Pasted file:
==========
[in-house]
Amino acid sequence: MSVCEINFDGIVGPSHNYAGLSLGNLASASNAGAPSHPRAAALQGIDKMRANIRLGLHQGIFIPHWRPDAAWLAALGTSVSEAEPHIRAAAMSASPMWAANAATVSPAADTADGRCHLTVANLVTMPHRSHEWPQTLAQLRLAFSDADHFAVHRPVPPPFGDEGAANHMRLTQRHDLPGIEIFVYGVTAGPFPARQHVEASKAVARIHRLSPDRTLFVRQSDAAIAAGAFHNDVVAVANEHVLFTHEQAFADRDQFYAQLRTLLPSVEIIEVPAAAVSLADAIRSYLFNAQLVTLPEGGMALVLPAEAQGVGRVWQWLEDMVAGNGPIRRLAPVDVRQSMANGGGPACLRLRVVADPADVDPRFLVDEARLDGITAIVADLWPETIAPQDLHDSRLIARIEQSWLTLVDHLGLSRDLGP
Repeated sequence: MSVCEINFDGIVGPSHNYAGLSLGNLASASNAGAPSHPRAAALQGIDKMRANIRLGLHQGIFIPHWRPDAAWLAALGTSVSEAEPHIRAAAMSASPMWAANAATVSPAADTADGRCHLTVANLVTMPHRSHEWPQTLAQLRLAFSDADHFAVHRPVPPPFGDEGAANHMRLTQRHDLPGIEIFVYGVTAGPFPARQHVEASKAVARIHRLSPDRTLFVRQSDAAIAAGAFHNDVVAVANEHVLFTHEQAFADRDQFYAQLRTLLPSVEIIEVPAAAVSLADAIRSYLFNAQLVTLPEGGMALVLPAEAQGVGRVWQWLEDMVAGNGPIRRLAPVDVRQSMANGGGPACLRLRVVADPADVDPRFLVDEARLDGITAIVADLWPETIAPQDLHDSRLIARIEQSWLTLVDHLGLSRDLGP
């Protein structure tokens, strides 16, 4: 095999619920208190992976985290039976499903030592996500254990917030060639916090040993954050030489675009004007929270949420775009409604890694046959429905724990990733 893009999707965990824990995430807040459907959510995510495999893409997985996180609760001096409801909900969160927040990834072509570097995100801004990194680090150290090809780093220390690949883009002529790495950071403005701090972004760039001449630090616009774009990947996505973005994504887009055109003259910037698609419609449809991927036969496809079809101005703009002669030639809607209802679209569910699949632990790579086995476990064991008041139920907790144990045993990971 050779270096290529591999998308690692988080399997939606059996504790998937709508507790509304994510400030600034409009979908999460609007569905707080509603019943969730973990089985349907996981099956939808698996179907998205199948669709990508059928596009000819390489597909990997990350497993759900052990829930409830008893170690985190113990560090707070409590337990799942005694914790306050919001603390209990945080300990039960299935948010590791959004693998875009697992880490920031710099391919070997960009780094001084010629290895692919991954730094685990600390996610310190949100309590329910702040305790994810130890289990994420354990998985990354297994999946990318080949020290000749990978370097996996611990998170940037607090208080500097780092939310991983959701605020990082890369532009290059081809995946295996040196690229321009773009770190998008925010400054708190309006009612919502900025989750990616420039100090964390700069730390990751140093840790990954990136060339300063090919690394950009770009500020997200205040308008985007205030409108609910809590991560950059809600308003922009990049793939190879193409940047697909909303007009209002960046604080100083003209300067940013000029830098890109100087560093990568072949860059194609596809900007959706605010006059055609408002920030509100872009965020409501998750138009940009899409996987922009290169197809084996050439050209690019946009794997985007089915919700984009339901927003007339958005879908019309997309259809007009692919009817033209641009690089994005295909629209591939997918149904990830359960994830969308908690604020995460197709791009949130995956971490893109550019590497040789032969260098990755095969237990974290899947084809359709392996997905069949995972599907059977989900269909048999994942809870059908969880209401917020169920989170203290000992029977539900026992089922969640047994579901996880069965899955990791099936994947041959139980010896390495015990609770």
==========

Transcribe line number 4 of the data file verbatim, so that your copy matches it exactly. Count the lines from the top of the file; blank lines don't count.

């Protein structure tokens, strides 16, 4: 095999619920208190992976985290039976499903030592996500254990917030060639916090040993954050030489675009004007929270949420775009409604890694046959429905724990990733 893009999707965990824990995430807040459907959510995510495999893409997985996180609760001096409801909900969160927040990834072509570097995100801004990194680090150290090809780093220390690949883009002529790495950071403005701090972004760039001449630090616009774009990947996505973005994504887009055109003259910037698609419609449809991927036969496809079809101005703009002669030639809607209802679209569910699949632990790579086995476990064991008041139920907790144990045993990971 050779270096290529591999998308690692988080399997939606059996504790998937709508507790509304994510400030600034409009979908999460609007569905707080509603019943969730973990089985349907996981099956939808698996179907998205199948669709990508059928596009000819390489597909990997990350497993759900052990829930409830008893170690985190113990560090707070409590337990799942005694914790306050919001603390209990945080300990039960299935948010590791959004693998875009697992880490920031710099391919070997960009780094001084010629290895692919991954730094685990600390996610310190949100309590329910702040305790994810130890289990994420354990998985990354297994999946990318080949020290000749990978370097996996611990998170940037607090208080500097780092939310991983959701605020990082890369532009290059081809995946295996040196690229321009773009770190998008925010400054708190309006009612919502900025989750990616420039100090964390700069730390990751140093840790990954990136060339300063090919690394950009770009500020997200205040308008985007205030409108609910809590991560950059809600308003922009990049793939190879193409940047697909909303007009209002960046604080100083003209300067940013000029830098890109100087560093990568072949860059194609596809900007959706605010006059055609408002920030509100872009965020409501998750138009940009899409996987922009290169197809084996050439050209690019946009794997985007089915919700984009339901927003007339958005879908019309997309259809007009692919009817033209641009690089994005295909629209591939997918149904990830359960994830969308908690604020995460197709791009949130995956971490893109550019590497040789032969260098990755095969237990974290899947084809359709392996997905069949995972599907059977989900269909048999994942809870059908969880209401917020169920989170203290000992029977539900026992089922969640047994579901996880069965899955990791099936994947041959139980010896390495015990609770």